Wednesday, December 30, 2009

O Happy Dagger! (Part 2)

Today, a few thoughts on ballet. As you probably know, Romeo and Juliet was made into a ballet by Sergei Prokofiev in 1935. Now, I'll be honest here--I'm not a ballet expert. I have seen quite a few of them, however--when I was younger and lived for a short time in Manhattan, I had a friend who worked for the City Ballet and was able to get me free tickets. I've always liked dance, although I think ballet is, like all "high romantic" art forms, somewhat pathological. More on this in a moment.

Although it was developed centuries ago, ballet didn't really come into its own until the early twentieth century--that is, when it intersected with Modernism. Ballet is a quintessentially formalist art, which is why the Soviets had such an ambivalent relationship to it. What's wrong with formalism? Well, it erases history, for one thing. That's okay with me--I'm not one of those rabid materialist types. But from a Marxist point of view, this is a bad thing.

I could hold forth about Marxism vs. formalism here, but I'm not an academic anymore, so I don't have to. Suffice it to say that formalism won, history has ended, and Hegel was right about everything.

Romeo and Juliet is a great vehicle for ballet, because it's about youth, and haste, and most of all, transcendence. Ballet is way into transcendence--transcendence of the body's limits, transcendence of history. Pure, sublime form. Ballet is also about freezing time--ballerina bodies must remain pubescent and girlish. (No breasts, please--they wreck that "hood ornament" look). Ballerinas stand on their toes and get lifted up to the heavens by male dancers who are, with a few exceptions (Baryshnikov) pretty much just place holders. Ballet likes dances of death. Most great ballets have dying ballerinas in them. Balletic dying usually means elegantly folding the legs and waving the arms about gracefully. It's pretty to watch, for sure.

In real life, ballerinas develop eating disorders and really mess up their bodies by forcing them into all those painful, unnatural positions. Ballet is hell on living, breathing women. It exalts a certain ethereal idea of "the feminine" which has nothing to do with maternity and earthiness and all the stuff women were celebrated for in ancient times. Ballet celebrates women for being girls. For not becoming fertile and (therefore) earthbound. It celebrates women who are forever fifteen, who are lighter than air, who die in beautiful ways. Ballet helped create the modern, youth-obsessed, anorexic girl-woman. The eternal Juliet, who never grows up.

Now don't get me wrong--I love ballet. It's beautiful, and yes, sublime. But it's also unnatural in the extreme and a little bit evil, when you think about it.  In that sense it has a lot in common with the ahistorical  "formalist romance" that is Romeo and Juliet. Structurally and thematically, the play is a perfect vehicle for ballet.

Prokofiev's original version, composed for the Kirov, had a happy ending--but it wasn't ever performed. A death scene was added a few years later. Romeo and Juliet demands death--it's nothing without it. Without all the dying, it would never have lived so long. It's vampiric that way.

Prokofiev's ballet first came to America in the 1960's, almost in time for Zeffirelli's operatic film. As I said, the 1960's were a perfect historical setting for this story of generational conflict. The 1930's, not so much. At least not in Stalinist Russia, where the new communist boss was in many ways worse than the old Tsarist boss. In one of Soviet communism's many ironies, revolutionary ideology quickly outlawed revolutionary ideas. It wasn't cool to say bad stuff about the Old Guard anymore, and romance was a pretty bourgeois concept anyway. The personal life was decidedly counter-revolutionary, i.e., good socialists weren't supposed to have one. See Dr. Zhivago if you don't believe me.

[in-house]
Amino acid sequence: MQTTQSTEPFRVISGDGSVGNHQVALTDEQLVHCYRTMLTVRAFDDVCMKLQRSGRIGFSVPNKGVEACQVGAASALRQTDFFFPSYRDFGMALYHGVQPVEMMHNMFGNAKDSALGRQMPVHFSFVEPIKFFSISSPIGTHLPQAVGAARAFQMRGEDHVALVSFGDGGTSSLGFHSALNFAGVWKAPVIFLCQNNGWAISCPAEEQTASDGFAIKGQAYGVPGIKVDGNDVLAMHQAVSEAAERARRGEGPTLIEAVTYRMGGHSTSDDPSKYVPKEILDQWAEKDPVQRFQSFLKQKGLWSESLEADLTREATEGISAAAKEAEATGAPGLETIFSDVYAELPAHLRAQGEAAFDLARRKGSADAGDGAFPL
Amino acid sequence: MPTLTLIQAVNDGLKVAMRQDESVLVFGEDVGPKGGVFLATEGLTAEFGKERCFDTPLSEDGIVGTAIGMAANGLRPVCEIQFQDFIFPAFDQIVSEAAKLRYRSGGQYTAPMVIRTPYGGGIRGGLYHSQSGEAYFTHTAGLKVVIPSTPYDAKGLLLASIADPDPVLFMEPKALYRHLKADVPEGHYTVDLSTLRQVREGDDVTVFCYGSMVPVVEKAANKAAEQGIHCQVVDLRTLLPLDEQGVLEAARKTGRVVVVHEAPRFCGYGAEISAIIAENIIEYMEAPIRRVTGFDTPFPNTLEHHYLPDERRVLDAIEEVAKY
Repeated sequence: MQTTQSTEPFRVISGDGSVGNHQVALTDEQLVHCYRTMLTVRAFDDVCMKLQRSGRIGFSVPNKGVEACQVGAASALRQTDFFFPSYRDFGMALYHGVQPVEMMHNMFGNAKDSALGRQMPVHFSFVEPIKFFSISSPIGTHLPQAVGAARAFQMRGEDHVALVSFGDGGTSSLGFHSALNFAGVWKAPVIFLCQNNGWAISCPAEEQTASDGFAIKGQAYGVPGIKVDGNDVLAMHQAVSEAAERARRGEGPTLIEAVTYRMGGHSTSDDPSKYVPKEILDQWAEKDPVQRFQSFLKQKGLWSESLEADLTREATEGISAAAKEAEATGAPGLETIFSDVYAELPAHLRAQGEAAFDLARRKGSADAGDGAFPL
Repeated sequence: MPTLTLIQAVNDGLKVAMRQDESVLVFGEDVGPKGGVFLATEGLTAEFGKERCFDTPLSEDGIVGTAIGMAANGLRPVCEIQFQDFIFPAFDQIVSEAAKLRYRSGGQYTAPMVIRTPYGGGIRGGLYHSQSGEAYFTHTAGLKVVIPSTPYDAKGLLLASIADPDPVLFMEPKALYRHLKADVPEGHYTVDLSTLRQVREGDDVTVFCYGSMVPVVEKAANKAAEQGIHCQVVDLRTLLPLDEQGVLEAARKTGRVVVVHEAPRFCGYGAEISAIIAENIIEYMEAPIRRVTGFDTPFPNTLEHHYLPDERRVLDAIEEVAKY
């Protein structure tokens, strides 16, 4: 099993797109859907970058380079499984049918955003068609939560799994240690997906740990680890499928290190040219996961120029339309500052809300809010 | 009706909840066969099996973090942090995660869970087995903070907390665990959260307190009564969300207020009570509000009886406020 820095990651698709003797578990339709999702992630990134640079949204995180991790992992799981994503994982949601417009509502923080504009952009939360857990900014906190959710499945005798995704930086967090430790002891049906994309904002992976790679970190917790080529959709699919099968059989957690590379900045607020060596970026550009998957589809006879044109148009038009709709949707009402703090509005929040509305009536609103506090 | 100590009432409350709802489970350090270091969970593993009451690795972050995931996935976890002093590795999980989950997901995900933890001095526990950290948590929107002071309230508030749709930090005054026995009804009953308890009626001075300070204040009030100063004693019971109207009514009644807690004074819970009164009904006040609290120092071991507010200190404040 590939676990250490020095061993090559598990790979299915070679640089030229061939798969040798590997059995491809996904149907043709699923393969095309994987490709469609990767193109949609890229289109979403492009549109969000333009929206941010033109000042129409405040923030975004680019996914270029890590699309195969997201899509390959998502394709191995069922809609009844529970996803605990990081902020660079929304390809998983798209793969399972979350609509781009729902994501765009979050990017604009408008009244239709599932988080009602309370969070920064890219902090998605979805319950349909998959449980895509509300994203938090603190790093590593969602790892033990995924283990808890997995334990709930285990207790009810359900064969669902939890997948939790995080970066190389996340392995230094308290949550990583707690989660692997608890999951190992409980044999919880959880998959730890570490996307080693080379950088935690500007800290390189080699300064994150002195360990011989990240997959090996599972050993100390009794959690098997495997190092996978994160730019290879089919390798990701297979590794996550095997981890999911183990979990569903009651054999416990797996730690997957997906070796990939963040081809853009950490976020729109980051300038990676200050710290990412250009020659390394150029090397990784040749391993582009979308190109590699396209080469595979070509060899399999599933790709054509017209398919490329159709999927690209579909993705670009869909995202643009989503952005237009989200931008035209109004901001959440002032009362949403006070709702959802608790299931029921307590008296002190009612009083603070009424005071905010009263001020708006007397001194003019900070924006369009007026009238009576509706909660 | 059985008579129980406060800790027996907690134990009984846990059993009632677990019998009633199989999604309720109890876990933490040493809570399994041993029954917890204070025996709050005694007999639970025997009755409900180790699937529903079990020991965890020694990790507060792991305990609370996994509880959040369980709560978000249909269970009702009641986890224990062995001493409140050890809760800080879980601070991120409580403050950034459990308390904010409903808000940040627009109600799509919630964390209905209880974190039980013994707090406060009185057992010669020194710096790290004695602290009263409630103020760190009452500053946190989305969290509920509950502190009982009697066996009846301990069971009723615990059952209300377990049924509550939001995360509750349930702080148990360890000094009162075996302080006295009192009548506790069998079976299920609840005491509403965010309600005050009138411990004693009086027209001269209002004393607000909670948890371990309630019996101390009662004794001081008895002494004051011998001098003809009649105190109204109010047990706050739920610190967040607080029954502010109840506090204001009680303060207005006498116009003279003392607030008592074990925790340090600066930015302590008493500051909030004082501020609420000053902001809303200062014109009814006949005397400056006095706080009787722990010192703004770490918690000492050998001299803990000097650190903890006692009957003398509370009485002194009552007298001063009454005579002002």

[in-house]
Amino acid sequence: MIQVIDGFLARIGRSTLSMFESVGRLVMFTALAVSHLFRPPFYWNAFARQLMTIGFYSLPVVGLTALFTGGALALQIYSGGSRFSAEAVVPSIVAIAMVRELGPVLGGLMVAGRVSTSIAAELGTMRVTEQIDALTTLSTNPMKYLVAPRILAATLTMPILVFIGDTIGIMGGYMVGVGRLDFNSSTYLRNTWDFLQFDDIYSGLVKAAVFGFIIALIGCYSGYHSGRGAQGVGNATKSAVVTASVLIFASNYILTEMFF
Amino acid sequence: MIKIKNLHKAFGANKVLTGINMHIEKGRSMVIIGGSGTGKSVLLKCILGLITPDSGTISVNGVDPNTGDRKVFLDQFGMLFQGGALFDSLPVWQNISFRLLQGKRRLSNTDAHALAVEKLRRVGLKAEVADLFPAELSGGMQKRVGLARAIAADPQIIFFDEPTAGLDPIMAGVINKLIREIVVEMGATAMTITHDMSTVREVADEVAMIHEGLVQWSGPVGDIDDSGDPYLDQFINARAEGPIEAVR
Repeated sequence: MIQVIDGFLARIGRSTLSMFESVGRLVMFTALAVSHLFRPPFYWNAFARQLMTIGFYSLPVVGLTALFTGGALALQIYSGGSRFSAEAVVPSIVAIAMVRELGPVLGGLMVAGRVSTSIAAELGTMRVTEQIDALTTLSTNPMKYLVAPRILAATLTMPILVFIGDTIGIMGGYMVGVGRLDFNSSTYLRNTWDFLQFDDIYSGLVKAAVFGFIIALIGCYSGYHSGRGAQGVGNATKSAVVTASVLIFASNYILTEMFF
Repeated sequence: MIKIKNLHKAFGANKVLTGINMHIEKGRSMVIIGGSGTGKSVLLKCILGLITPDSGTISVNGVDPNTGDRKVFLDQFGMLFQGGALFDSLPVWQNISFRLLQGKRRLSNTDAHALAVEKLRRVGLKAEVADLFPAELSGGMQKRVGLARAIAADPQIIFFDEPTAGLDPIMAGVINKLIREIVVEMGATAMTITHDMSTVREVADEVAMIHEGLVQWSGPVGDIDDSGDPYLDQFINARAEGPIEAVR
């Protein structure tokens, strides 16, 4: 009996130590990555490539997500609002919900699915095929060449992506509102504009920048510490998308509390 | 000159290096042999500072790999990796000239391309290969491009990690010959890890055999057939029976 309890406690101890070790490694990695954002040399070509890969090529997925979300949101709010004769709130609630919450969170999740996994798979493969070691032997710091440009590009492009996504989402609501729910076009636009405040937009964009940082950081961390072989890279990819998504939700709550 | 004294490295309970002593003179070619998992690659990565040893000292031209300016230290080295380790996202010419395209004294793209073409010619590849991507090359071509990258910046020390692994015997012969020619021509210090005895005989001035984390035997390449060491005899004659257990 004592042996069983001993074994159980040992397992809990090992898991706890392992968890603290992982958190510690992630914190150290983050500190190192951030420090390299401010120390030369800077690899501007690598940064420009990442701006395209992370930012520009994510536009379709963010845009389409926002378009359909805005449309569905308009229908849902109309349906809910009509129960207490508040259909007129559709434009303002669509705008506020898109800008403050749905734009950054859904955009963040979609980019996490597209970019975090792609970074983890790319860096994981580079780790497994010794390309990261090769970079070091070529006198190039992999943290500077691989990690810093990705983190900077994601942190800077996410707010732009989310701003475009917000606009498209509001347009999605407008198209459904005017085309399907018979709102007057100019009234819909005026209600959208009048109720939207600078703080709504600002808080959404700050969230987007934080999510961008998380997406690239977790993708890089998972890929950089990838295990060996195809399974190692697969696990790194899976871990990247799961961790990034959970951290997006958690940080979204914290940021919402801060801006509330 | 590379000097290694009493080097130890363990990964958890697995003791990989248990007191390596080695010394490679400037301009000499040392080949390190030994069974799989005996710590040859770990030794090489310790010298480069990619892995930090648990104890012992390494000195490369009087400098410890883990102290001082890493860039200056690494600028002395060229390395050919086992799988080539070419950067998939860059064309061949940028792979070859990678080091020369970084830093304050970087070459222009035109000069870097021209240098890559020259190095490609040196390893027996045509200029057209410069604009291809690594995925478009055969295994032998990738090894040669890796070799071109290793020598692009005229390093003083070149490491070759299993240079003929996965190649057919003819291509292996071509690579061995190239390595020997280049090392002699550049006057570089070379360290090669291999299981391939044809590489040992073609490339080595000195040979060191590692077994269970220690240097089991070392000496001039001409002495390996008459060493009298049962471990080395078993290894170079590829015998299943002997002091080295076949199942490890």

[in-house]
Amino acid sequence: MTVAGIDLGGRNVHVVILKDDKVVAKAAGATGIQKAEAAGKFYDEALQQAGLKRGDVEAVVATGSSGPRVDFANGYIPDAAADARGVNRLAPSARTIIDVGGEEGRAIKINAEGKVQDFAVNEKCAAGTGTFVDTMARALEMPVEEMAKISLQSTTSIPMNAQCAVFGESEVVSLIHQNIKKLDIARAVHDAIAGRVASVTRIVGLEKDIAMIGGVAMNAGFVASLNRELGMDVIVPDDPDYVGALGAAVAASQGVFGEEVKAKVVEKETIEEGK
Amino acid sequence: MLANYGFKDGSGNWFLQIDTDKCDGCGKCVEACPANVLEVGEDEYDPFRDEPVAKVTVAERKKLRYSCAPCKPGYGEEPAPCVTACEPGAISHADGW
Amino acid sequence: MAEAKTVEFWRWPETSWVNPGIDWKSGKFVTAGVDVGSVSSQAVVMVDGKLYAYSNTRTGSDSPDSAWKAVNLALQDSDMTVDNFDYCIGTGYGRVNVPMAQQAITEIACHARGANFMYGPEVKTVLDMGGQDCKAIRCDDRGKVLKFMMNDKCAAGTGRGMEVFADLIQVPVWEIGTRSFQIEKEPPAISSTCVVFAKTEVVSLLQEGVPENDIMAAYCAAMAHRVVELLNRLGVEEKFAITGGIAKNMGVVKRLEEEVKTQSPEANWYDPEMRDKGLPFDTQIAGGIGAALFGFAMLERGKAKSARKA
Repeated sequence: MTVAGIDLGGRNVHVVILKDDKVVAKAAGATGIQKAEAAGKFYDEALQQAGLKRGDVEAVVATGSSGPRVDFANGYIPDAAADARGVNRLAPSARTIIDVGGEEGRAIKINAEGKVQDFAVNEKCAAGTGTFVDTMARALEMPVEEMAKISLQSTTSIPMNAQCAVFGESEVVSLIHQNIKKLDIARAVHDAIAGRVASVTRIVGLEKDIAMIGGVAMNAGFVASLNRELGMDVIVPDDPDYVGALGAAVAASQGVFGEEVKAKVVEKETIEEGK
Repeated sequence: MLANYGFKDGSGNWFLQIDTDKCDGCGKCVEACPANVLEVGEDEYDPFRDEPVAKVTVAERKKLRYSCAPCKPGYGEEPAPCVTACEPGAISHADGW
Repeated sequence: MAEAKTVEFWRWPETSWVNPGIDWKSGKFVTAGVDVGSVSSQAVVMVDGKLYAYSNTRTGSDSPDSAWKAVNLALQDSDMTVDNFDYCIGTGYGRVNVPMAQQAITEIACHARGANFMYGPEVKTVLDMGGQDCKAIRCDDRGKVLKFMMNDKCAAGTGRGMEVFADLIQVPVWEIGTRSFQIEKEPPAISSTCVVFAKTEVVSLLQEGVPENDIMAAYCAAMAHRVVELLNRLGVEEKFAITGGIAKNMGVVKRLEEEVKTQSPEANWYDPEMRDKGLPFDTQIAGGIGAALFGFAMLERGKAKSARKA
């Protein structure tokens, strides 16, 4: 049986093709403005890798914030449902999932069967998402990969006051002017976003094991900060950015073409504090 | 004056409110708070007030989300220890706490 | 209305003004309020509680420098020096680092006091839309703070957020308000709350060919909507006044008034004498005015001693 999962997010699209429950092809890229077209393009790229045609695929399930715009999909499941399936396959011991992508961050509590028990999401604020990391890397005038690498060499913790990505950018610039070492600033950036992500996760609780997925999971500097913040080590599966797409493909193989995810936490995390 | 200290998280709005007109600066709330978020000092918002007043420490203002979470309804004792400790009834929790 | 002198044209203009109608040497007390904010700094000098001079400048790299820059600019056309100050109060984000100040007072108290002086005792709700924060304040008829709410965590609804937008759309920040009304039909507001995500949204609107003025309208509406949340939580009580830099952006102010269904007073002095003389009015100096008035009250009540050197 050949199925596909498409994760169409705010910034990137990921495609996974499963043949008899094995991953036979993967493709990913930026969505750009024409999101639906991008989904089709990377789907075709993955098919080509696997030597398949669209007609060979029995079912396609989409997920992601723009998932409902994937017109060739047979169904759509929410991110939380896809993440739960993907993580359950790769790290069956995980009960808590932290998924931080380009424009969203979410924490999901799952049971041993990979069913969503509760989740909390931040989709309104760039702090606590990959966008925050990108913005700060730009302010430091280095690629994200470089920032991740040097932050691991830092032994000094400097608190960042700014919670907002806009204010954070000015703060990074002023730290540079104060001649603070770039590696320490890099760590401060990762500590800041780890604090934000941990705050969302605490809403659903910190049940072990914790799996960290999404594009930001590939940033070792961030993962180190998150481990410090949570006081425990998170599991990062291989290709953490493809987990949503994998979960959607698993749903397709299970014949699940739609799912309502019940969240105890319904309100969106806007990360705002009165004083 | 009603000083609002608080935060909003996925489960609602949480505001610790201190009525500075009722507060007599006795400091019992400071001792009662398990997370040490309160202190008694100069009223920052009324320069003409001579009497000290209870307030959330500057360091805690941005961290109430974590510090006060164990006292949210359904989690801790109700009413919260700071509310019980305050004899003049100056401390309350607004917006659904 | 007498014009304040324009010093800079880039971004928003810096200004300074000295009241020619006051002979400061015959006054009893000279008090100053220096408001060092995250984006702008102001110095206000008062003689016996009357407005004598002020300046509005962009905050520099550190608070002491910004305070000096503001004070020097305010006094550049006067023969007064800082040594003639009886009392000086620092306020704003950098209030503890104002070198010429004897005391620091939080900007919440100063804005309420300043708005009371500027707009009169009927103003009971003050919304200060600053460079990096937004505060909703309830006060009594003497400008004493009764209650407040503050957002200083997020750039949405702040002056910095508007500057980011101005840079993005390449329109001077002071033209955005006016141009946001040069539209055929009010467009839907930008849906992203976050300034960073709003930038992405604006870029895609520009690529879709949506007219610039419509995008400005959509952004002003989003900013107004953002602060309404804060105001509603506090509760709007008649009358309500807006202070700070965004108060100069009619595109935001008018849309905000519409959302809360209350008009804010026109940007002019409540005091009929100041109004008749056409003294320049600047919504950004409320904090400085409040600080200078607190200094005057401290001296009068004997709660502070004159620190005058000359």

Interesting trivia: Prokofiev died on the same day as Stalin in 1953.

Well, anyway. Let's finish this thing.

Paris beats Romeo to Juliet's tomb in scene 3; he arrives with flowers, perfumed water, and a page to carry them. His obsequies consist of strewing the tomb with flower petals and sprinkling it with eau de parfum-- very old school. This is the first time the audience sees that Paris really grieves for his reluctant bride-to-be; it's a surprise, really, since the play never hinted that he saw her as anything more than a good match, a pretty cover for a very dull book. But of course Will needs to get Paris into the tomb, so the young County (i.e., Count) is suddenly stricken by grief and the need to express it. His lament takes the form of an Italian sonnet--or part of one:

Sweet flower, with flowers thy bridal bed I strew.
O woe! Thy canopy is dust and stones,
Which with sweet water nightly I will dew,
Or, wanting that, with tears distilled by moans.
The obsequies that I for thee will keep
Nightly shall be to strew thy grave and weep.

Romeo, meanwhile, arrives with Balthasar, whom he promptly sends packing. Easy to see why Juliet chose this literary bad boy over prissy Paris and his perfume bottle:

The time and my intents are savage-wild,
More fierce and more inexorable far
Than empty tigers or the roaring sea.

The last line reminds me of Book 21 of The Iliad, where Achilles, mad with grief, slaughters hundreds of men at the river--the stream is choked with death, and literally spits out dead bodies. Grief, like death, is a ravenous thing.

As Romeo pries the tomb open with a crowbar, he continues in the same vein:

Thou detestable maw, thou womb of death,
Gorged with the dearest morsel of the earth,
Thus I enforce thy rotten jaws to open,
And in despite I'll cram thee with more food.

It's a horrifying image--the tomb as hungry mouth, sated stomach, womb of corpses. But it makes Paris's little sestet (six lines of a sonnet) sound effete and artificial by comparison. This poetry slam is no contest--but I'll say it again, Paris shouldn't be in this scene at all.